Decentralizing (part of) OuiShare with blockchain: Experiment 1
This is the first of a series of articles about a decentralization experiment on OuiShare Fest. Read part 2.
Blockchain has been a popular buzzword in the tech community in the past year. Ever since its discovery, a growing ecosystem of applications that build on this new technology have been emerging. But what would it mean to actually use blockchain to decentralize OuiShare?
At this year’s OuiShare Fest in Paris, blockchain was all the rage. As the Economist noticed, the subject made it into almost every speech. This new technology relies on a decentralized network of computers that record individual actions in a distributed manner, enabling coordination on a global scale without central authority or hierarchy. If you don’t know much about blockchain yet, here’s a good introduction article and a Tedx to get you started.
Blockchain is most known today for its applications in the world of finance. But its proliferation has also sparked the development of a growing ecosystem of infrastructures and tools that build on top of the blockchain or decentralized protocols, for example Uber-like ridesharing app La’Zooz, digital art attribution platform Ascribe.io as well as Swarm and Backfeed, both tools for distributed, collaborative organization.
At OuiShare we’ve been experimenting with horizontal ways of organizing since the beginnings
At OuiShare we’ve been experimenting with horizontal ways of organizing since the beginnings, so when we met Matan Field and Primavera de Filippi at OuiShare Fest this year, their new project Backfeed awakened our curiosity.
Their story in short: Matan started the decentralized ridesharing app La’Zooz in 2014, through which he discovered several gaps in technology that needed to be filled before his idea could work. So he looked for co-conspirators who wanted to develop tools that can be put on the blockchain that enable “the decentralization of anything”. This project became Backfeed, which aims to provide organizations with the tools they need to “scale in an equal and fair way”, by offering a means of organic and distributed coordination as an alternative to hierarchy.
The Guinea Pigs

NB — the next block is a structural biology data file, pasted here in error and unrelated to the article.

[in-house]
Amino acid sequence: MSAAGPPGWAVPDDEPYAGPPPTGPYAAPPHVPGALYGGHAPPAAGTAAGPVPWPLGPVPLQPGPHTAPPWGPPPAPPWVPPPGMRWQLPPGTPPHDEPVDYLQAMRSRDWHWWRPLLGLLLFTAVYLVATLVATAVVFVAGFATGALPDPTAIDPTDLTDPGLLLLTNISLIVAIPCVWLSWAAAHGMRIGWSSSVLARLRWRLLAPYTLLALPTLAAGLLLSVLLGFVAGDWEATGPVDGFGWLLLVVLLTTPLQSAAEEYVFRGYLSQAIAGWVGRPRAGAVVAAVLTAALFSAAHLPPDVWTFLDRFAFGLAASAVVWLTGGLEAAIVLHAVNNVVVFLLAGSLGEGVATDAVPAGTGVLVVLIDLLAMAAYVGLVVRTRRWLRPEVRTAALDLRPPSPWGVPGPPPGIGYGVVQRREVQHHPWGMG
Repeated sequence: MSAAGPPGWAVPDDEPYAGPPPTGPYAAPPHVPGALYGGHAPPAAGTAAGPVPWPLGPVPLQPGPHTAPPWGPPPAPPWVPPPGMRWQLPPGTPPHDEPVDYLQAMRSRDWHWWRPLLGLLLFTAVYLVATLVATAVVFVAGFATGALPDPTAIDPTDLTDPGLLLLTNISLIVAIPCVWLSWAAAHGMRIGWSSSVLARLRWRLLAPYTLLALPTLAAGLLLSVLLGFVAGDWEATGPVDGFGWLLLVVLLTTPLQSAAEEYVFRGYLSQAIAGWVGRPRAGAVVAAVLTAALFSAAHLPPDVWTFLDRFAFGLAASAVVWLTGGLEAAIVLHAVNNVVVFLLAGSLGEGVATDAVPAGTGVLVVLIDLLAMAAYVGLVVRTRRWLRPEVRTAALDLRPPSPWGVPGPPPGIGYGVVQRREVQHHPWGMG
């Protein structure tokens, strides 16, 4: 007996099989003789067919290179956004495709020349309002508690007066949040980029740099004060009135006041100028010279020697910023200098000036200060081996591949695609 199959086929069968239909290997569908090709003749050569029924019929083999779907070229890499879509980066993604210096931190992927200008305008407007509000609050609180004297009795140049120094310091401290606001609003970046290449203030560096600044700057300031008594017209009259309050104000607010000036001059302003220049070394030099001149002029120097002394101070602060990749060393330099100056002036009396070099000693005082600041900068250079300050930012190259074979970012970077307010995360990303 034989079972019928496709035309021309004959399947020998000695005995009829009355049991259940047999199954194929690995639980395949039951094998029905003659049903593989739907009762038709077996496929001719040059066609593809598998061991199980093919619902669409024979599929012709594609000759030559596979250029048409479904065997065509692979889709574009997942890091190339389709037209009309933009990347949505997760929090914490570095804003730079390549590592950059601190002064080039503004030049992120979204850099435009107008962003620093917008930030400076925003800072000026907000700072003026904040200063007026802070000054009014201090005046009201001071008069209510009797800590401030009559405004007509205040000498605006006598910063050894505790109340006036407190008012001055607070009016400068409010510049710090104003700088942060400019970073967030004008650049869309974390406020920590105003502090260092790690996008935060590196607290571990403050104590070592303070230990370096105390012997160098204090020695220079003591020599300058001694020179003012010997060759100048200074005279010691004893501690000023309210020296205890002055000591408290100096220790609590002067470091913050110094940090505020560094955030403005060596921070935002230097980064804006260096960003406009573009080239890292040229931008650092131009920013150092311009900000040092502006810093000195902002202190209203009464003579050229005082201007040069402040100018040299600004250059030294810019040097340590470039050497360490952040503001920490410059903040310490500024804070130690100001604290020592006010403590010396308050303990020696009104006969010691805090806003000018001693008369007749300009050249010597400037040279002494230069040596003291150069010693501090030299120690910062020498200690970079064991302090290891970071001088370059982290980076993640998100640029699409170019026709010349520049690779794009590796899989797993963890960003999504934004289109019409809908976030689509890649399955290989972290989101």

Since our community has faced many challenges over the past years related to decision making, transparency, governance and value distribution, the idea of distributed coordination without hierarchy resonated strongly with us and made us curious: what would it mean to decentralize OuiShare? How would it change how we work, manage, communicate? How we measure value? And is it even something we want?
There’s been a lot of hype around blockchain in the tech community. It’s time to demystify it.
To find out we have started an experiment with Backfeed to decentralize part of the organization of OuiShare Fest 2016. Being neither engineers nor blockchain experts, this may seem like a bold or even naive move. However there’s been so much hype and high expectations around blockchain in the tech community that I think it’s time to demystify it by actually using it, even if only on a small scale. This is the only way non-experts will begin to understand what decentralization and blockchain could mean for their daily life.
Our first experiment with OuiShare Fest
During a 2-day kick-off workshop with Backfeed in Paris, we defined which part of OuiShare Fest to decentralize and how — which turns out not to be an easy task (I will go deeper into this in my next post). The program creation seemed like the most natural choice, since until now it has been the most open and crowdsourced part of the project, that is built from curated contributions from our community (through a call for contributions, which we just launched).
The aim: Improving the sourcing of the best content from the community, as well as making it easier for the members to contribute to the project and get recognized for the value they provide.
This has two dimensions: making contributions more visible and providing transparency by documenting them (1), and enabling contributors to build a reputation through their actions through the evaluation of their contribution by others in the community (2). Since OuiShare Fest attracts hundreds of people who contribute to the project in different ways (often from afar) each year, we think Backfeed could be an interesting tool to make them more visible and encourage new forms of involvement in the project.
The how: To date, backfeed can only be used through an integration with the team collaboration tool Slack. More integrations with other tools will follow soon, but for now we will experiment within our team by using the slack extension. For example: we’ve created a program curation channel, to which we are inviting our community of 80 Connectors to submit contributions to the program through extension.
Expected results: Since this is our first experiment of this kind, it’s hard to know what results to expect. Of course it might fail. Most probably. And there are still many unanswered questions and fears (also ideologically rooted) that this tool may encourage new behaviors that are not aligned with our values. But based on the insights, questions and concerns from the team that already surfaced during our first workshop, I can already see that regardless, we have the opportunity to learn a lot from this experiment, be it about our values, motivations, group behaviors and thought patterns.
To share our learnings with everyone who is thinking about experimenting with decentralization or is already doing so, I will be documenting the progress of our experiment with articles over the next months.
So if you’re curious, stay posted for more and let’s see where this takes us!
This is the first of a series of articles about a decentralization experiment on OuiShare Fest.